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# ls1 - AST 3722C summary for lecture on tuesday january 8...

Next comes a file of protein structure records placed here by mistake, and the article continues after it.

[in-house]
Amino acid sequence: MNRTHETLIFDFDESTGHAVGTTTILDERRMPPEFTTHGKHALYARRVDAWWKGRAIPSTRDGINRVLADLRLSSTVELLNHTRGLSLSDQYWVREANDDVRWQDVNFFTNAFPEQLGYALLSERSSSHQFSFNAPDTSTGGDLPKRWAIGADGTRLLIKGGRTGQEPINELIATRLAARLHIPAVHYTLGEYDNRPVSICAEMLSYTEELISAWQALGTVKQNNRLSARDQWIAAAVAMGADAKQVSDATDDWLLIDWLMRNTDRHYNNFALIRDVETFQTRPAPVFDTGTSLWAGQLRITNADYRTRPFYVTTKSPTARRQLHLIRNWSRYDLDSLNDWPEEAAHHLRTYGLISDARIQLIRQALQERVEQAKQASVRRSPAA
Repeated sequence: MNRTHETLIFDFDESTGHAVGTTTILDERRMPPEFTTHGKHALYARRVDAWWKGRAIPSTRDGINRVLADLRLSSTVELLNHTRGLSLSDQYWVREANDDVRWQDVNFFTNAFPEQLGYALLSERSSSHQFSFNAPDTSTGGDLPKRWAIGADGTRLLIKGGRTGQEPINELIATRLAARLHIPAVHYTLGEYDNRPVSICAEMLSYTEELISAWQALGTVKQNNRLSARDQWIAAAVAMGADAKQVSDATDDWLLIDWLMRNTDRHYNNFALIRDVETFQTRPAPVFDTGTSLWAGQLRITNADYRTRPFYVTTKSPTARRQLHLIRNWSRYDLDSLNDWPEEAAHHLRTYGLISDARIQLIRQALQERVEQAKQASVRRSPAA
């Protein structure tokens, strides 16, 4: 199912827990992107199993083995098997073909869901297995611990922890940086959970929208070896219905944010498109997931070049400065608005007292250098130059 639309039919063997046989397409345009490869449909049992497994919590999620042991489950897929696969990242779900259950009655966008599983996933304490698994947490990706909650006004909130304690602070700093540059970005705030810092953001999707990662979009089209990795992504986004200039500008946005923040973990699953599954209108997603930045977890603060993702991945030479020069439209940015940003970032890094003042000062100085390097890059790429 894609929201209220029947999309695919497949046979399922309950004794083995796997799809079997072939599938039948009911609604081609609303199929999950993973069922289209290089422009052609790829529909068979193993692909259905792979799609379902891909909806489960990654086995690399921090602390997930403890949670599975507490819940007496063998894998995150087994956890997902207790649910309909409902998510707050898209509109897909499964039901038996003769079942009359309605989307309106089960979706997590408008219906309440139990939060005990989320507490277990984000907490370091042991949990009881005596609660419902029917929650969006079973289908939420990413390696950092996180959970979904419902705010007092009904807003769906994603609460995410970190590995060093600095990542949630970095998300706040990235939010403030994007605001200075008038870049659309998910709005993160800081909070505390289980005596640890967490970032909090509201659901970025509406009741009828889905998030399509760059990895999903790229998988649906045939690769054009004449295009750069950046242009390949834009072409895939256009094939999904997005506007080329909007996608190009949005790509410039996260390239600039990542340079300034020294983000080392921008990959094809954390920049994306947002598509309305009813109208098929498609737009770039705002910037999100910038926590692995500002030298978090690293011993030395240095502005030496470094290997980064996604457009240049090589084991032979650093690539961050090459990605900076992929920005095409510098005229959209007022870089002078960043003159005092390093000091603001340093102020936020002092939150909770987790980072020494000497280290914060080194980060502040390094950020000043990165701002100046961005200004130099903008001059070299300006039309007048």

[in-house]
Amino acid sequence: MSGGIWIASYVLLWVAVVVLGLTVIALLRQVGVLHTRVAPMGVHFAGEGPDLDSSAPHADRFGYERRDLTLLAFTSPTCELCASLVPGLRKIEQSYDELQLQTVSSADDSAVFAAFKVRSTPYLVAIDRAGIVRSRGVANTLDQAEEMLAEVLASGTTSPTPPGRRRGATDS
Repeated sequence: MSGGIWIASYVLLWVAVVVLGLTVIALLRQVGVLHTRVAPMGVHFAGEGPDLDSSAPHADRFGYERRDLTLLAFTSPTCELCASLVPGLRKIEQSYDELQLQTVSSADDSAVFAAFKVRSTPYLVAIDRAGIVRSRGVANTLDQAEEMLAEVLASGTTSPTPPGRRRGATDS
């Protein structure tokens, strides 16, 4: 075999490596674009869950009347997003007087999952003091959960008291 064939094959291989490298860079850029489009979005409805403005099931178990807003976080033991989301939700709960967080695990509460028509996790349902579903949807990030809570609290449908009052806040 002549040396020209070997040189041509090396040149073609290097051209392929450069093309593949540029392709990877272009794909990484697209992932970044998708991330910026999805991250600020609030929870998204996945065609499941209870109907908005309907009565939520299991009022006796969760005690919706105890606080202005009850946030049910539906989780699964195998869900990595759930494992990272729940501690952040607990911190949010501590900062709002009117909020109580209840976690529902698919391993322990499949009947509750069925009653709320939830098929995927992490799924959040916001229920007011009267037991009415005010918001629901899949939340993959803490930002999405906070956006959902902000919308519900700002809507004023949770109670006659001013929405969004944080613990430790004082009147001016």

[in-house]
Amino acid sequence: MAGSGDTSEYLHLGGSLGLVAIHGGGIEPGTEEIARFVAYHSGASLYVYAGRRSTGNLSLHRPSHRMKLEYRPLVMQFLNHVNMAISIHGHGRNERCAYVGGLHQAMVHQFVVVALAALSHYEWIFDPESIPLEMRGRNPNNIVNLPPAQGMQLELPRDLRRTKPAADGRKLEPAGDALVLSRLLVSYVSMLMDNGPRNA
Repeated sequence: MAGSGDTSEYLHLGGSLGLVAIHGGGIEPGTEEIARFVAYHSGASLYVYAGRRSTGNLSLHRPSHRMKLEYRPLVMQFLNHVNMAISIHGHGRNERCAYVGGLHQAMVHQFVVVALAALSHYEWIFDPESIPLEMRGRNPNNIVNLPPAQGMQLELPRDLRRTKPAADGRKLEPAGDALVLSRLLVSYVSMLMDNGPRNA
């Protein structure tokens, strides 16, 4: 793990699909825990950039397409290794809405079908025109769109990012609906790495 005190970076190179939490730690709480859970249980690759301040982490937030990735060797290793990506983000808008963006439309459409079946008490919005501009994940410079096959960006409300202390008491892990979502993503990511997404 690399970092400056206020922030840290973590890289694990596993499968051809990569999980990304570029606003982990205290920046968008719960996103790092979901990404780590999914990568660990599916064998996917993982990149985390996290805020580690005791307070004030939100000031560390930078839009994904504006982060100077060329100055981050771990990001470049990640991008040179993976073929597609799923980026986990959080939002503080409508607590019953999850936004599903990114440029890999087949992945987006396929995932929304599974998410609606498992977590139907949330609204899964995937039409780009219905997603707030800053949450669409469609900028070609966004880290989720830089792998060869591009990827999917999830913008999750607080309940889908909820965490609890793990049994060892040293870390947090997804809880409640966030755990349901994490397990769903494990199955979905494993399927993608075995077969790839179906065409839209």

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AST 3722C summary for lecture on tuesday january 8, class #1. warning: this is not supposed to be a substitute for reading the textbook. Textbook Chapter 5: What astronomers do is measure I -- photon flux. I is a function of a lot of things: wavelength direction time polarization I = I(lambda, Omega, t, P) So in this class you're going to learn about how we measure this function. We must infer everything physical about the Universe just from interpreting the samples of this function that we get. And we often don't get to sample across a very large range of parameter space. But you could imagine a hypothetical situation where you sample the whole cel. sphere at every wvln in very short intervals of time with very good spatial resolution. This is not possible techn. Yet but we can approach some interesting things, e.g.: LSST Pan-STARRS are 2 projects that will soon go online to sample the sky at visible wavelengths to a faint magnitude at few-day intervals at good spatial res at 4 wavelengths. Textbook Chapter 7: recall the celestial sphere from AST 2002. The cel sph spins around earth, though that's just a model -- Earth is spinning. Stars are more or less fixed on the acrylic. Planets, Sun, Moon for the most part move with the acrylic too but not entirely. We'll get to more on all of this later. spherical trig terms: great circle - shortest distance between 2 points on the sphere. a great circle has to enclose the center of sphere. small circle - a circle on the sphere that doesn't enclose the center of the sphere spherical angle - 2 great circles intersect. spherical triangle - 3 great circles intersect. note that I didn't clearly make this distinction in class but: in a spherical triangle, you have 3 "sides" and 3 angles. those angles are indeed spherical angles -- and you can measure or calculate the numerical value of the angle between the 2 "sides" that are making each angle. the sides are represented by angles too -- the relevant

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